Frank-einstein's monster
    Frank Einstein on CodePen

    It is worth noting the speed of work. You rarely turn to documentation to recall a rare property, learn to use shorthand recording options for various properties, and also collect a collection of ready-made solutions for some complex tasks that often take a lot of time to typeset.

    Simplify the markup

    You heard right. One of the interesting moments associated with this type of activity is the creation of one of one element. One div is taken and a complex figure is made on its basis. A good example is Yin-Yang:

    Yin-Yang on CodePen

    The more the layout designer learns about CSS, the smaller the need for multiple element containers. The HTML structure in our projects is becoming simpler, easier to read and maintain.

    Sharing experience

    Codepen provides a great opportunity to share what you do with others. This is not only an opportunity to watch, but also an opportunity to learn. A novice developer can look at the more experienced code and learn from the experience of using something unusual for him, or just look at an example of using certain CSS properties.

    Monster on CodePen

    Unfortunately, this approach is not very popular on the Russian-speaking Internet, people tend to read books or watch videos, but you should pay attention to this option of training. You can often hear the opinion that to learn CSS you need to take a large project and understand it. But this does not always work - a large project -> a lot of code -> a complex build system, not very friendly to beginners. As a result, too much effort is spent to understand the structure of complex tools, instead of learning the basics of the language. This turns out to be a different situation - there is a bit of HTML, a little CSS, and understanding what is responsible for is quite simple.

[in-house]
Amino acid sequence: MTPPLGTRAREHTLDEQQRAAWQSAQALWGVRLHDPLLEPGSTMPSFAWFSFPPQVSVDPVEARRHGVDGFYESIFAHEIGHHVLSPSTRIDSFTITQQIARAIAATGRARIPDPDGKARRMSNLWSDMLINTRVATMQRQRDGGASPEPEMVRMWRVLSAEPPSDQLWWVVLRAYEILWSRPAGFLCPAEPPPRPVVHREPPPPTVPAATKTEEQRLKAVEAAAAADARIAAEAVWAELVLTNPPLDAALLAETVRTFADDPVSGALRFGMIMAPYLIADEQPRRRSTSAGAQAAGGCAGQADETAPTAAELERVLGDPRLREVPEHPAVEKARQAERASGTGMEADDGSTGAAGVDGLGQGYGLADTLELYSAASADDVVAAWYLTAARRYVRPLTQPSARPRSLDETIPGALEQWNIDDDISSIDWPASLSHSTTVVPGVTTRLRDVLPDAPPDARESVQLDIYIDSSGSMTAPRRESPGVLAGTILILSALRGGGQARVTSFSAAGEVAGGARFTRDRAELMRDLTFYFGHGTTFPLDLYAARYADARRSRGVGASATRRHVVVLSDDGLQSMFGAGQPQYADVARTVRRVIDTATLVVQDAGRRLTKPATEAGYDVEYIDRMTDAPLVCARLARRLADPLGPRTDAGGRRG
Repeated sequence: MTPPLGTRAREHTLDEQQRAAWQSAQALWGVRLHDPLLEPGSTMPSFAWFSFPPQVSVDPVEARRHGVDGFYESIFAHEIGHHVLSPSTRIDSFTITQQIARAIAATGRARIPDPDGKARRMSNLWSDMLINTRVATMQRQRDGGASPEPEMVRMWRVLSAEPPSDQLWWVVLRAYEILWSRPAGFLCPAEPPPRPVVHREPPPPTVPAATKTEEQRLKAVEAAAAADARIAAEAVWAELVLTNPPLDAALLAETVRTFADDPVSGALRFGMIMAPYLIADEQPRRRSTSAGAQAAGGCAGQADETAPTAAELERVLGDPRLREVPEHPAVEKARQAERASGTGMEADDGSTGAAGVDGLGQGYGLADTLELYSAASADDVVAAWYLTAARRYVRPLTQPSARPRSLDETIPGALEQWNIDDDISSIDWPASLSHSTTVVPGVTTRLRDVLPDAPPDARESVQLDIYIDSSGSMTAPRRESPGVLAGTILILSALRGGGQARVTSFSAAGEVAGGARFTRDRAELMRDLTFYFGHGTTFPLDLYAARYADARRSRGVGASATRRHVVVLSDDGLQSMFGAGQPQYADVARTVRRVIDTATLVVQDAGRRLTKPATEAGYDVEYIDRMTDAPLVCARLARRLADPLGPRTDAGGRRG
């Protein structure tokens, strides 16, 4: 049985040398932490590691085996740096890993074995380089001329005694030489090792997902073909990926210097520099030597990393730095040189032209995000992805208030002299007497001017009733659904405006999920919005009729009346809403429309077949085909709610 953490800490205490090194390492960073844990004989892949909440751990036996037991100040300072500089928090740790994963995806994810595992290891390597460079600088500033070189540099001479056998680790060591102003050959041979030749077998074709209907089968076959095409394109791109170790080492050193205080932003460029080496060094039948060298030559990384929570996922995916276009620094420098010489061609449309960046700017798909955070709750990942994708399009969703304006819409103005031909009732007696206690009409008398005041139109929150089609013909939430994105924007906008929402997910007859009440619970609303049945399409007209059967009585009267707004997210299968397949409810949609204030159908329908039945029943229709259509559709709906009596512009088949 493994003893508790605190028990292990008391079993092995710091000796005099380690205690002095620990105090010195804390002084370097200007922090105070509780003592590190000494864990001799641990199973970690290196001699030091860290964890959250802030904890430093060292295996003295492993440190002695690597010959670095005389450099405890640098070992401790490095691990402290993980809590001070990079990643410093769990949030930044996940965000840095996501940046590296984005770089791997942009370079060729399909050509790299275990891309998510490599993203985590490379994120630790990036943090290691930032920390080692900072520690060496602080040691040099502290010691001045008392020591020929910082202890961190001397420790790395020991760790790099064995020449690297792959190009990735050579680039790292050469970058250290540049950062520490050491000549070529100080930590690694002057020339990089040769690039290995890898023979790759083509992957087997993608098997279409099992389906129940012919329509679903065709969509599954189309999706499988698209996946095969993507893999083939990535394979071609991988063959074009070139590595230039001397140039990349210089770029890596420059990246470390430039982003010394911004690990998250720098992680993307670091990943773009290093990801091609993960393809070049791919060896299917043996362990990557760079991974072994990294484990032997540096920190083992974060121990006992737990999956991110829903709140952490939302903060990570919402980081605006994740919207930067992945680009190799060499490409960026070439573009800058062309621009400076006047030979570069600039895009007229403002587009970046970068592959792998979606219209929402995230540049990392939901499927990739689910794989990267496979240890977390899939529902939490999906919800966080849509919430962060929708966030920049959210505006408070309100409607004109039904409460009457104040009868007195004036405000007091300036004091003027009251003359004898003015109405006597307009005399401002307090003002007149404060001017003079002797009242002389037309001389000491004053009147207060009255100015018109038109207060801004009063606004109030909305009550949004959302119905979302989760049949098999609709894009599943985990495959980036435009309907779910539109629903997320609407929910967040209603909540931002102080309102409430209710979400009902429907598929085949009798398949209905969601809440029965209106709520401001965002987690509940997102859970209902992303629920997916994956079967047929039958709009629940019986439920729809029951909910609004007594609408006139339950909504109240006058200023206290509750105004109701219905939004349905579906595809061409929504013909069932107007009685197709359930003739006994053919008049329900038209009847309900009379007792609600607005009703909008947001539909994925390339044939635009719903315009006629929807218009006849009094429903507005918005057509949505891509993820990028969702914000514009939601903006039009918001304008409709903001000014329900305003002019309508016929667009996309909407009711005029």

Who can benefit from this?

    Beginner typesetters - For beginner typesetters, creating images in CSS is an opportunity to learn in a playful way the rare (and not only rare) properties of CSS.

    Not very beginners - why not stretch your brains, and not break away for a couple of hours from everyday tasks?

    HR - you are not tired of all these standard test tasks (make up a todo-list, make up a chat, make up a layout that everyone has already retweeted a thousand times ..)? Turn on the imagination - let your designer draw some little animal, and the candidate makes it up ! This will test not only CSS knowledge, but also the ability to think outside the box. And in the event that he does not suit you, he will have an interesting work that is not a shame to show elsewhere.

    Beaver with tie
    Beaver on CodePen

    What to see?

    CSS Quests - it all started, now there’s a lull, but many hope that the competitions will return
    Daily CSS Images
    Sasha on CodePen
    She also shoots a video about how she makes these pictures (for fans to watch videos). These are not lessons, but someone may be interested.